Barbara Blossom Ashmun,
Married to My Garden
(William, James & Co., 2007)

Barbara Ashmun may be best known to gardening hobbyists as the author of five how-to books: Garden Retreats: Creating an Outdoor Sanctuary (Chronicle Books, 2000), 200 Tips for Growing Beautiful Perennials (Chicago Review Press, 1998), 200 Tips for Growing Beautiful Roses (Chicago Review Press, 1998), 200 Tips for Growing Flowers in the Pacific Northwest (Chicago Review Press, 1996) and The Garden Design Primer (Lyons & Burford, 1993). With this latest release, she takes a break from the gritty specifics and writes about what it's like to be an avid gardener.

Correction: an obsessed gardener. Born in the Bronx, Ashmun eventually "transplanted" herself to Portland, Oregon, where she soon found herself spending a lot of time in her new backyard. One plant led to another, and now she's grown into an expert who speaks and writes about varieties of flowers and how to take care of them.

Most natural essay books follow the predictable pattern set by the seasons. The text traditionally starts with spring or summer, so it can progress through fall and winter and return, gratefully, once again to spring. Ashmun breaks this habit by instead organizing her thoughts into the stages of a relationship: "Obsession," "Getting in the Mood," "Falling in Love," "The Honeymoon is Over," "Absence Makes the Heart Grow Fonder" and "Wedding Bells." Quaint line drawings by Kaye Synoground aptly introduce the sections of the book.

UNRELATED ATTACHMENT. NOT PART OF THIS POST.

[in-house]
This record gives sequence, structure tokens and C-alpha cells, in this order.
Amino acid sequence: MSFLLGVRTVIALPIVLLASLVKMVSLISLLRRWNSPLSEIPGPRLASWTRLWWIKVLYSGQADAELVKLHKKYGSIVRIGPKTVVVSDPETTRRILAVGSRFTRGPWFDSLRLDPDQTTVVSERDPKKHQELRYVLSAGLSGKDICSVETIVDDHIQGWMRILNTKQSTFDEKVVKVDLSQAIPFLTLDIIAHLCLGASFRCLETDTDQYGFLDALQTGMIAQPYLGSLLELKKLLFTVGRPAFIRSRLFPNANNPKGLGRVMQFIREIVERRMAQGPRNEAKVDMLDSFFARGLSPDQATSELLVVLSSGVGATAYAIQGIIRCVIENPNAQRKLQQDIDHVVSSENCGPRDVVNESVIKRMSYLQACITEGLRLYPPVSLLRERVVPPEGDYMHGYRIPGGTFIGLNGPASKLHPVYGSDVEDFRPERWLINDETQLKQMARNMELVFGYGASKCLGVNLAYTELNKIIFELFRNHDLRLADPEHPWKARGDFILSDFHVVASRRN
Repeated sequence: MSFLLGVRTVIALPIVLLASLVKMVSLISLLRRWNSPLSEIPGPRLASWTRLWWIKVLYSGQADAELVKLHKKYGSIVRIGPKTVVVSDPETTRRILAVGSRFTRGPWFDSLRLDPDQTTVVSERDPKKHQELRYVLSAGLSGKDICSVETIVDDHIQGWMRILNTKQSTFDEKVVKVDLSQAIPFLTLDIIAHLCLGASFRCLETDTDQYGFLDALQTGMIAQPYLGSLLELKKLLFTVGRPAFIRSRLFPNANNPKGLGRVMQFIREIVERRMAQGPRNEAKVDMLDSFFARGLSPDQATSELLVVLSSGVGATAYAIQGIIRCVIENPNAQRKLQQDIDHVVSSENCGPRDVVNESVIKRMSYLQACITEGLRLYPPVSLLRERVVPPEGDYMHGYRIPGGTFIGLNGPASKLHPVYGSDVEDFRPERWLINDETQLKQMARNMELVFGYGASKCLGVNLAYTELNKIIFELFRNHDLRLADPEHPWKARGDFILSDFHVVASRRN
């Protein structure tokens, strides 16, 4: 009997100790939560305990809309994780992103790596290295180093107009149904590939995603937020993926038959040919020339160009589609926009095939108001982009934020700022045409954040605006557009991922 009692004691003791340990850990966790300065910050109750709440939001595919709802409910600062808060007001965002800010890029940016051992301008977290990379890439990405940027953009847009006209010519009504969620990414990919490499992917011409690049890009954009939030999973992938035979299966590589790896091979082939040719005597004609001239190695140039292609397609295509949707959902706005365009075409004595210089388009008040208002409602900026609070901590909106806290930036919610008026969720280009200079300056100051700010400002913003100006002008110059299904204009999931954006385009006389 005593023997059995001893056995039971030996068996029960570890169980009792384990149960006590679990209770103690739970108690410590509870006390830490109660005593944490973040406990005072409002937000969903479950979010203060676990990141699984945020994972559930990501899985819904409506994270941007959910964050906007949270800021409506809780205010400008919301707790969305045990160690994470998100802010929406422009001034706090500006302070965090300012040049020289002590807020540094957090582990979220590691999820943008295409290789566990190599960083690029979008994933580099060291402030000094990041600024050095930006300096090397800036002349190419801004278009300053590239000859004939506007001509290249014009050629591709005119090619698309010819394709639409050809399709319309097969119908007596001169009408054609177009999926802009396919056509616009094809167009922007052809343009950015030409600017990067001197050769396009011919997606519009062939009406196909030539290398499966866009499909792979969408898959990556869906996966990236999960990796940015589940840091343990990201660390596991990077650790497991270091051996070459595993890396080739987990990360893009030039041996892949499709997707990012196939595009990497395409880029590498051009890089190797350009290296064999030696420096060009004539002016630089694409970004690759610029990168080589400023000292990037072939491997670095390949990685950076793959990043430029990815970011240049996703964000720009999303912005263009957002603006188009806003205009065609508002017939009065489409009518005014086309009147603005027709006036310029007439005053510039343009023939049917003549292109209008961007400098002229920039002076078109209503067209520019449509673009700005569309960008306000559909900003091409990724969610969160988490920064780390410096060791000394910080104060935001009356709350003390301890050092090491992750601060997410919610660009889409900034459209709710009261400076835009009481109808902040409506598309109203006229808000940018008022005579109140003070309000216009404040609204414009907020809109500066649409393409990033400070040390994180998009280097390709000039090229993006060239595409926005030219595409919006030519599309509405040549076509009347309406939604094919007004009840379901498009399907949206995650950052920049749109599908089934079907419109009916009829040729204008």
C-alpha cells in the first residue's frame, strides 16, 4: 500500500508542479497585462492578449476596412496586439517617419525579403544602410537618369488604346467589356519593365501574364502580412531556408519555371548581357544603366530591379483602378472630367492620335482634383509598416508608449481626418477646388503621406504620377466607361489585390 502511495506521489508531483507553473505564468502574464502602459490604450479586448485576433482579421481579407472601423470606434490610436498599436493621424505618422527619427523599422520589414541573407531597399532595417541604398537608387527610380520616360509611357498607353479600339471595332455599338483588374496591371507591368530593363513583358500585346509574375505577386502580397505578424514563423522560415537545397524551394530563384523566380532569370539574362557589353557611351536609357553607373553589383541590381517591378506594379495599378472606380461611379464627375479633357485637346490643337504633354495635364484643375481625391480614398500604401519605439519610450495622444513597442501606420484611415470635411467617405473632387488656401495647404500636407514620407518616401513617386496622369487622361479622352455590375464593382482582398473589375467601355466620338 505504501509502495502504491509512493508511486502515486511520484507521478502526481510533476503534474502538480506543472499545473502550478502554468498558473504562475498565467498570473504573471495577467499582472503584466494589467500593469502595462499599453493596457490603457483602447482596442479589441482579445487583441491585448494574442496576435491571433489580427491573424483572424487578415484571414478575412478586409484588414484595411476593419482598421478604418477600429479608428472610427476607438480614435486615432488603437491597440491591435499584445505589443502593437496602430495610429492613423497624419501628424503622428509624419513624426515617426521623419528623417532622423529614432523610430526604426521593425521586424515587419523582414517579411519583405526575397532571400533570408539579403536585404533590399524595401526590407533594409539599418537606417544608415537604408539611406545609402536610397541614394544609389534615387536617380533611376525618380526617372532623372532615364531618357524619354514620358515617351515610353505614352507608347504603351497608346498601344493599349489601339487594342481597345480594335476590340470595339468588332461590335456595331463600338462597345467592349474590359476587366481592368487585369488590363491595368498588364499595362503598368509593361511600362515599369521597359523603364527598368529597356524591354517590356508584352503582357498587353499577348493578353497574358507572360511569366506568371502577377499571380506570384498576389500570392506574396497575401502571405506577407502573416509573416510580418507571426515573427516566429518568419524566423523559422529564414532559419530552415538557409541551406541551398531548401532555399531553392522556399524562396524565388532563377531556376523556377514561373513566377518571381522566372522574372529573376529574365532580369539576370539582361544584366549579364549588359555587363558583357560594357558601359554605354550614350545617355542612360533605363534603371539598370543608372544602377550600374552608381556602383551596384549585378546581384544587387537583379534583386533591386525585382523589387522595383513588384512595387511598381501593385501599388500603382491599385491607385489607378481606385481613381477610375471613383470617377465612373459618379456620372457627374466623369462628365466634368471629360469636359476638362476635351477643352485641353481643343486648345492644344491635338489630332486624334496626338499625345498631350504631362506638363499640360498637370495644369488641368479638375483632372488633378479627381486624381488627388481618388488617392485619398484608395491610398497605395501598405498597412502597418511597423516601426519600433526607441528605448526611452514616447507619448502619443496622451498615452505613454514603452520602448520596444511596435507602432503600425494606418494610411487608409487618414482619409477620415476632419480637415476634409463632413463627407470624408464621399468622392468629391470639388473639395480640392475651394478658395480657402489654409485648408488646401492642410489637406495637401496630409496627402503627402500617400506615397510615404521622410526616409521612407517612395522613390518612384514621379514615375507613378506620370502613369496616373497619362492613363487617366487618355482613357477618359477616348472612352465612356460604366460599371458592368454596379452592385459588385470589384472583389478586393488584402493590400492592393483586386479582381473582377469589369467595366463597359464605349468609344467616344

Each one of the 35 essays is just a few pages long, which makes for perfect leisure reading or browsing, especially for those compatriots who would rather spend most of their daylight hours crouched next to a flower bed, using soil-soaked fingers to eradicate alien invaders. Ashmun shares much of herself as the pieces progress. Anyone who has plopped a bulb into a hole in the earth will recognize her experiences. Among the author's identifiable enemies are leaf-munching slugs and insistent morning-glory vines. The inconvenience caused by both pests -- mentioned often in the text -- seems unstoppable. Flower-growers will also no doubt understand Ashmun's dilemma about cutting blooms and bringing them into the house, knowing their beauty won't last nearly as long as they would outside. And readers will also nod in agreement at the addiction to buy more plants or swap cuttings with friends, always improving upon a garden that will never truly be finished.

Ironically, Ashmun's green-thumb expertise now leads her away from her beloved landscaping, as she's called upon to speak at local or national conferences or to travel even farther distances. We feel her pain as she tours some of the most remarkable and most manicured gardens of the world; for even as she visits these marquee exhibits to horticulture, she thinks of her own modest plot and grows heartsick at being so far from it. Once home, however, the love affair resumes. The author's garden requires that much more attention upon her return.

Married to My Garden is a slim and entertaining volume that would make a great gift for anyone who gardens or who has made a valiant attempt to do so.

review by
Corinne H. Smith

5 January 2008

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